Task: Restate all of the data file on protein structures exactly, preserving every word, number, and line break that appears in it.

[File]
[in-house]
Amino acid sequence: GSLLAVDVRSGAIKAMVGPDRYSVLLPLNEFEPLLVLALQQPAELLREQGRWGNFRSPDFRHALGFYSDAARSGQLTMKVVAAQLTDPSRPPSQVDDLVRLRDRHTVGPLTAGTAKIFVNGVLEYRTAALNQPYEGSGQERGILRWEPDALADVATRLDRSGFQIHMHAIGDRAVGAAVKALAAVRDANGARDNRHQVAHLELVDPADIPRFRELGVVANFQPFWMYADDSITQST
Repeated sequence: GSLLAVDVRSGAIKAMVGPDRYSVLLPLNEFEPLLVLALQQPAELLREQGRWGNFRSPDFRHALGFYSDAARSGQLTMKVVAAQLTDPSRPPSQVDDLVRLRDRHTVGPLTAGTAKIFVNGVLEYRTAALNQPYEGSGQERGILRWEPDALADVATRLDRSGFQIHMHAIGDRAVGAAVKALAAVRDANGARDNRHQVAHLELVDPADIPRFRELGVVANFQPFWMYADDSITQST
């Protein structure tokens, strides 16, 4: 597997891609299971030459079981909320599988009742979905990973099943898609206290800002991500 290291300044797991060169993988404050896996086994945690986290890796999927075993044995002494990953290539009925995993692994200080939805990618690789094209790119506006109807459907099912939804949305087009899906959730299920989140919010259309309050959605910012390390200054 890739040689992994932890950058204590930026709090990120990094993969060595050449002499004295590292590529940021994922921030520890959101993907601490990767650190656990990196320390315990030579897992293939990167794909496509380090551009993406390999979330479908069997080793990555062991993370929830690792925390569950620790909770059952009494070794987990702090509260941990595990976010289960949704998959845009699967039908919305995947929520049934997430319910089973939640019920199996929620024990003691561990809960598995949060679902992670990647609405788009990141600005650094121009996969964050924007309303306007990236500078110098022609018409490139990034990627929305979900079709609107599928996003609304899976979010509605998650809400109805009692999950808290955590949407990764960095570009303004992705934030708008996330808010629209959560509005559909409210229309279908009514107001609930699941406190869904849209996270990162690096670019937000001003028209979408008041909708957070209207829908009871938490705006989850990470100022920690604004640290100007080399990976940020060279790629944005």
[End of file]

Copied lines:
[in-house]
Amino acid sequence: GSLLAVDVRSGAIKAMVGPDRYSVLLPLNEFEPLLVLALQQPAELLREQGRWGNFRSPDFRHALGFYSDAARSGQLTMKVVAAQLTDPSRPPSQVDDLVRLRDRHTVGPLTAGTAKIFVNGVLEYRTAALNQPYEGSGQERGILRWEPDALADVATRLDRSGFQIHMHAIGDRAVGAAVKALAAVRDANGARDNRHQVAHLELVDPADIPRFRELGVVANFQPFWMYADDSITQST
Repeated sequence: GSLLAVDVRSGAIKAMVGPDRYSVLLPLNEFEPLLVLALQQPAELLREQGRWGNFRSPDFRHALGFYSDAARSGQLTMKVVAAQLTDPSRPPSQVDDLVRLRDRHTVGPLTAGTAKIFVNGVLEYRTAALNQPYEGSGQERGILRWEPDALADVATRLDRSGFQIHMHAIGDRAVGAAVKALAAVRDANGARDNRHQVAHLELVDPADIPRFRELGVVANFQPFWMYADDSITQST
């Protein structure tokens, strides 16, 4: 597997891609299971030459079981909320599988009742979905990973099943898609206290800002991500 290291300044797991060169993988404050896996086994945690986290890796999927075993044995002494990953290539009925995993692994200080939805990618690789094209790119506006109807459907099912939804949305087009899906959730299920989140919010259309309050959605910012390390200054 890739040689992994932890950058204590930026709090990120990094993969060595050449002499004295590292590529940021994922921030520890959101993907601490990767650190656990990196320390315990030579897992293939990167794909496509380090551009993406390999979330479908069997080793990555062991993370929830690792925390569950620790909770059952009494070794987990702090509260941990595990976010289960949704998959845009699967039908919305995947929520049934997430319910089973939640019920199996929620024990003691561990809960598995949060679902992670990647609405788009990141600005650094121009996969964050924007309303306007990236500078110098022609018409490139990034990627929305979900079709609107599928996003609304899976979010509605998650809400109805009692999950808290955590949407990764960095570009303004992705934030708008996330808010629209959560509005559909409210229309279908009514107001609930699941406190869904849209996270990162690096670019937000001003028209979408008041909708957070209207829908009871938490705006989850990470100022920690604004640290100007080399990976940020060279790629944005």